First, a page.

The US would go up in my estimation if Samsung win, but for the past decades my estimation has only ever been going down, so I can't see that changing.

    1. Anonymous Coward
      Anonymous Coward

      Re: Fair trial?

      So if Apple didn't design and invent their iPad and their iPhone, who did?

      1. styven

        Re: Fair trial?

        Ipad = tablet computer, not invented by Apple

        Iphone = smartphone, not invented by Apple

        You have to look past the branding, yes Apple did produce the iphone and ipad, no one disagrees with that, but as far as they are concerned they invented the whole space, did they innovate and make desirable product, yes I think so, have they marketed them well, yes they have.

        Thye have taken concepts already out there and made them to many better, that is what Apple does well. They however cannot expect there to not be similar products coming to market, thats how it works, anyone would think they were struggling to make money!

        1. Anonymous Coward
          Anonymous Coward

          Re: Fair trial?

          >> Ipad = tablet computer, not invented by Apple

          >> Iphone = smartphone, not invented by Apple

          Right - so Dyson should not be allowed to protect his products as after all they did not invent the vacuum cleaner.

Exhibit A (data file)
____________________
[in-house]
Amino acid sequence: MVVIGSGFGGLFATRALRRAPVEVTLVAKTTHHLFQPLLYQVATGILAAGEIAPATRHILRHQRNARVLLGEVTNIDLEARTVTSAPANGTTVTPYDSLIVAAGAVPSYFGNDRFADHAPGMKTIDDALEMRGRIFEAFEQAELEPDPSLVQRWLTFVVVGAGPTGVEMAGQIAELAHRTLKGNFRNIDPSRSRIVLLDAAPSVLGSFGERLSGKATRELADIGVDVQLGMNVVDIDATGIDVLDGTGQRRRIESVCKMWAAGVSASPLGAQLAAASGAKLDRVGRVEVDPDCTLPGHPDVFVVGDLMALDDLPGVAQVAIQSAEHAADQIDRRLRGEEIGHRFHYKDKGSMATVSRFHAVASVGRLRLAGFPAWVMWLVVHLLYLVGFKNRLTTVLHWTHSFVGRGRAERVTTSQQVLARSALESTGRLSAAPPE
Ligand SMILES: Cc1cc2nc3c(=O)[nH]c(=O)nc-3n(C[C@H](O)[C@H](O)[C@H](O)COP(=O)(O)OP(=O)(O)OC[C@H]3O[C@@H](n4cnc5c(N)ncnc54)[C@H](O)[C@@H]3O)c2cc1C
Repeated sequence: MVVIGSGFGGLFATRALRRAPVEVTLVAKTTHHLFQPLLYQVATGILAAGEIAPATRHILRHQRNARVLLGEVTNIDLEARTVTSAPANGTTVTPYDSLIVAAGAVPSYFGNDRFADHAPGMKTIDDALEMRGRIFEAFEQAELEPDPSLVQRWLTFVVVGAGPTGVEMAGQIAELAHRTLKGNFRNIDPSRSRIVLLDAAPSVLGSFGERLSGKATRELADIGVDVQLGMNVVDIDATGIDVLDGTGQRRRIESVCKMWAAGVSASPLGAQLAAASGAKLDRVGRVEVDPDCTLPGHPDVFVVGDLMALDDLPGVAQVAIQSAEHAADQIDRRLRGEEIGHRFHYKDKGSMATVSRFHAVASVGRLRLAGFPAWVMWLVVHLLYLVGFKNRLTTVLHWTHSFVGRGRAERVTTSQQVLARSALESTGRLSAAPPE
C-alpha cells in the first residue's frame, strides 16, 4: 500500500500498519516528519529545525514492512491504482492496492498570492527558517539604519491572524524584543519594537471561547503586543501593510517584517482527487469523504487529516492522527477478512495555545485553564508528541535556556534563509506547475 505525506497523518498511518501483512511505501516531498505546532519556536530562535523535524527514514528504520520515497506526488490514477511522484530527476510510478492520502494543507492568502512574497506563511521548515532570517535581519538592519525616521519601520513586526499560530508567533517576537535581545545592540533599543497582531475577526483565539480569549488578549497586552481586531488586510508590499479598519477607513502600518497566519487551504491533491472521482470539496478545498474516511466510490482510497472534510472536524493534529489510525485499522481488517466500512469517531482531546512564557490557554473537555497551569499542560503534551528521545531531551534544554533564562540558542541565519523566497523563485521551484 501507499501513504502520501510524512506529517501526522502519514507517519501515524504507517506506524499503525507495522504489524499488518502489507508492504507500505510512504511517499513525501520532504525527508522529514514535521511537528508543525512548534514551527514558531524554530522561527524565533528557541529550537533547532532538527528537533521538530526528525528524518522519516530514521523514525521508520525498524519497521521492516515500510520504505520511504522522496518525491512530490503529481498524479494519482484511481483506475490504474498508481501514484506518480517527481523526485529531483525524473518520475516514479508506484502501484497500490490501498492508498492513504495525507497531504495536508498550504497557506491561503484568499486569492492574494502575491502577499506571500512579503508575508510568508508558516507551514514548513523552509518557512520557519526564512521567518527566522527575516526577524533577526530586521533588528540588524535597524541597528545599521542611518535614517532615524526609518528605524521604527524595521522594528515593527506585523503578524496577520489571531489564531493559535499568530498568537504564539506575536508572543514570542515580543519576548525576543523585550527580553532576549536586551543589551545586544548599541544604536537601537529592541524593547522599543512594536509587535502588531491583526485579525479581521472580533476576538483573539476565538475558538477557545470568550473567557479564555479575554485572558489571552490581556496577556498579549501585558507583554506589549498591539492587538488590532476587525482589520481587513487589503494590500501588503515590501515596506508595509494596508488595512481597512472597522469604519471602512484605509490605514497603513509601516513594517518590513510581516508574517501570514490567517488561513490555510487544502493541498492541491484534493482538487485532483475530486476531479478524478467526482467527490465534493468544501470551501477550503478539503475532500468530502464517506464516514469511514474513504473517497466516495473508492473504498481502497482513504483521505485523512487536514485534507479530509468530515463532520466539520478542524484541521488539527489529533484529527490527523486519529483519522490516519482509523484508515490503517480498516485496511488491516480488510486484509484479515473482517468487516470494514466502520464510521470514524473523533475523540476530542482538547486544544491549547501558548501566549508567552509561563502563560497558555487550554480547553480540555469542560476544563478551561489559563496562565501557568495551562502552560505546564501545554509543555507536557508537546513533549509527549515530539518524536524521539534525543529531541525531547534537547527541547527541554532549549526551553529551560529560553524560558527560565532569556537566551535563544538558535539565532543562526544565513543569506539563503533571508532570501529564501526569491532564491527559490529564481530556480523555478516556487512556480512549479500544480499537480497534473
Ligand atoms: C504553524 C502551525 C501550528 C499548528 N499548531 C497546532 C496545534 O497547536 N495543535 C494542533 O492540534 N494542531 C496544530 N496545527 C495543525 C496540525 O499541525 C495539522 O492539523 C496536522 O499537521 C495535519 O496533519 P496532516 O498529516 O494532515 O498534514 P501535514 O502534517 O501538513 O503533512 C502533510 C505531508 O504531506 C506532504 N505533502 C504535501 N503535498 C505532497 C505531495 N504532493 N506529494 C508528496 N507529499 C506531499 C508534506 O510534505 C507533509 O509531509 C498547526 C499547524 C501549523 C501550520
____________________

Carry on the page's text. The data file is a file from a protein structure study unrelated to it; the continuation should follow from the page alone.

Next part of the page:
1. soldinio
            Stop

            Re: Fair trial?

            But Dyson didn't claim to invent the vacuum cleaner, they have patents on the cyclone technology which they did event.

            Hardly a valid comparison

            1. Steve Todd
              Stop

              Re: Fair trial?

              An exactly valid comparison since Apple aren't claiming to have invented the smart phone and tablet PC either. In case you hadn't noticed the trial was about copying cosmetic designs, packaging and certain technical patents. Non of that prevents others from designing phones or tablets, just like others can design vacuums.

              1. soldinio

                Re: Fair trial?

                if Dyson had sued Hoover or Electrolux for making devices that look like a vacuum cleaner - then it would be a valid comparison.

                Besides, Apple effectively copied and improved on several features already on the market, and packaged them in one device. That is precisely what Samsung (and now several others have done). If Apple's case is valid, then every one from 2002 (Palm, Nokia, Samsung, Sony, LG et al) have an equally valid case against Apple for exactly the same nonsense.

                Can I claim a design patent on the above paragraph? Nobody has put those words together in that order before.

                1. Steve Todd
                  FAIL

                  @soldinio - move the goalposts much?

                  Your original claim that it wasn't a valid comparison because Dyson hadn't claimed to invent the vacuum cleaner. When it was pointed out that Apple weren't making an equivalent claim you moved the goalposts.